Powerful NIST detectors on Hawaiian telescope to probe origins of stars, planets and galaxies

December 6, 2011 By Laura Ost

The world’s largest submillimeter camera—based on superconducting technology designed by the National Institute of Standards and Technology (NIST)—is now ready to scan the universe, including faint and faraway parts never seen before.

Mounted on the James Clerk Maxwell Telescope on Mauna Kea in Hawaii, the NIST technology will help accelerate studies of the origins of stars, planets and galaxies.

The new 4.5-ton SCUBA-2 camera, which contains more than 10,000 of NIST's superconducting sensors, is far more sensitive than its predecessor SCUBA (the highly productive Submillimeter Common-Use Bolometer Array), and will enable astronomers to map the sky hundreds of times faster and with a much larger field of view. SCUBA-2 will produce better images and sky maps, image new targets, and support deeper and broader surveys.

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The product of an international research collaboration, SCUBA-2 will image objects ranging from comets in the Earth’s solar system to galaxies at the far ends of the universe. The camera is sensitive to objects associated with very cold gas and dust clouds, which absorb visible light (and therefore look black to optical telescopes) but emit the barest whiffs of submillimeter radiation—at wavelengths below 1 millimeter, between the microwave and infrared bands. Submillimeter light oscillates at terahertz frequencies, hundreds of times faster than cell phones.

“The submillimeter is the last frontier in astronomical imaging,” says NIST physicist Gene Hilton, who developed the fabrication method for the NIST instrument. “It’s been very difficult to develop cameras that work at this wavelength, so the submillimeter is largely unexplored. We’re excited to see what SCUBA-2 will reveal.”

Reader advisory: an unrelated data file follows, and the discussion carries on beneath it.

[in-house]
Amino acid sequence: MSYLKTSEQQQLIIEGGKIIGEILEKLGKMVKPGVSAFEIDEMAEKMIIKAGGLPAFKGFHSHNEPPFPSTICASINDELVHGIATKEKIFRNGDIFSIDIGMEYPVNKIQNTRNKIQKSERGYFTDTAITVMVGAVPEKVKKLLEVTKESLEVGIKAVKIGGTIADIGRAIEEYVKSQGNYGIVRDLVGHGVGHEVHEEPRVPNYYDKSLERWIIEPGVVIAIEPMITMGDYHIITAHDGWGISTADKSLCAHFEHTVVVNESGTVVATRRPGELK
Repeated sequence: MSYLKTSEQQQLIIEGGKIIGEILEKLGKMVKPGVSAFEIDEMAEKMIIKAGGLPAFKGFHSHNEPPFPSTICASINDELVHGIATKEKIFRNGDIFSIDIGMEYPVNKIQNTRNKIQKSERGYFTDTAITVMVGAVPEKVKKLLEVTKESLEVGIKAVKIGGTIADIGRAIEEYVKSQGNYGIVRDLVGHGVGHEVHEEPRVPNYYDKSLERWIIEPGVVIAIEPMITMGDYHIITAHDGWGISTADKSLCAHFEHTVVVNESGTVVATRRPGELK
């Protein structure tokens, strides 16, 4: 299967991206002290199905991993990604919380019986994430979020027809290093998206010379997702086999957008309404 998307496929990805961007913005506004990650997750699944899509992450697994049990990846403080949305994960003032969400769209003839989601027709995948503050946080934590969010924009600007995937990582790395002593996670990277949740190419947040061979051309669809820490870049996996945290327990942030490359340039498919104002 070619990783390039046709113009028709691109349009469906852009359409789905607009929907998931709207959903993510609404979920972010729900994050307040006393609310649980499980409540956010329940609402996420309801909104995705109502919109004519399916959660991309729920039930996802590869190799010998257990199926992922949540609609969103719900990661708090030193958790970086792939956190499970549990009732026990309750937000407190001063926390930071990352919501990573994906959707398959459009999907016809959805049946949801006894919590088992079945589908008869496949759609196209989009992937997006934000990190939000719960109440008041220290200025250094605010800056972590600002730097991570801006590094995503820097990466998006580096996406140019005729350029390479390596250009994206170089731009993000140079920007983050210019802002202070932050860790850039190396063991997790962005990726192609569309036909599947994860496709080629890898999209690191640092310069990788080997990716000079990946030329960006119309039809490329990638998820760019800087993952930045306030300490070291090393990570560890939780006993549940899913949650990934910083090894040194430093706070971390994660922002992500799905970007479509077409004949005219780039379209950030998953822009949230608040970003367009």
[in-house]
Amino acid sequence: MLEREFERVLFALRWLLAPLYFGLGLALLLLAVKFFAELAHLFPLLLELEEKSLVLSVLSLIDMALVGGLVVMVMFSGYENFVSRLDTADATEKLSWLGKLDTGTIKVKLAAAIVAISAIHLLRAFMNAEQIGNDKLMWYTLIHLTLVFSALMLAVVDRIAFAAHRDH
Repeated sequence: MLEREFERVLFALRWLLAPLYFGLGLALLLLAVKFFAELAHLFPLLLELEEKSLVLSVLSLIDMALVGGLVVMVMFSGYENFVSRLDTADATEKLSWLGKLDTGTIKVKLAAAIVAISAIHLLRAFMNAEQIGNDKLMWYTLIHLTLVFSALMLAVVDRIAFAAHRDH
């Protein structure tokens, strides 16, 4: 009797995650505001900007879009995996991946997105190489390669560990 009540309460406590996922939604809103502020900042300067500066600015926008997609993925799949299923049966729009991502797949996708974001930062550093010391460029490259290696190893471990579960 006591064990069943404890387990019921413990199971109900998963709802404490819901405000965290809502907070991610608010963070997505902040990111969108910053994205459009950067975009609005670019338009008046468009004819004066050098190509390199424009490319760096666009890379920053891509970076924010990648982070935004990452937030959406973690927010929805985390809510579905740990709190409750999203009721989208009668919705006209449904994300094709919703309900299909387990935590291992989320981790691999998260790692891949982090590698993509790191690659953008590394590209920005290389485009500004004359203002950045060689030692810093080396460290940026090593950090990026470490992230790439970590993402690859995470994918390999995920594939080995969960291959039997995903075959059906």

SCUBA-2 complements other observatories. For instance, its ability to quickly carry out large-scale surveys could identify targets for high-resolution studies by the Atacama Large Millimetre/submillimetre Array (Alma), an array of radiotelescope dishes recently unveiled in Chile.

The NIST sensors precisely measure submillimeter radiated power using a superconducting metal, molybdenum-copper, that changes resistance in response to heat from radiation. Each tiny but powerful sensor functions as a single pixel in the camera. In sheer numbers of pixels, the NIST instrument is the largest superconducting camera ever made, although its physical size is only about 30 square inches divided into two areas targeting different wavelengths. SCUBA-2 can detect two colors of submillimeter light (at 450 and 850 micrometers).

The NIST sensor arrays are packaged with superconducting amplifiers to boost signal strength. The sensors and amplifiers are cooled to cryogenic temperatures near absolute zero. NIST physicist Kent Irwin, who invented the sensor technology, worked with Hilton and other NIST researchers to develop a way of linking the amplifiers to make large-scale sensor arrays practical, greatly reducing the number of wires between the cryogenic instruments and the room-temperature electronics used to compile the data.

SCUBA-2 is a collaboration of the UK Astronomy Technology Centre in Edinburgh, Scotland; NIST; four British and Canadian universities; and the Joint Astronomy Centre in Hawaii, which operates the .

Explore further: Edinburgh astronomers deliver 'origins' camera

More information: For more, see www.stfc.ac.uk/pmc/news.aspx

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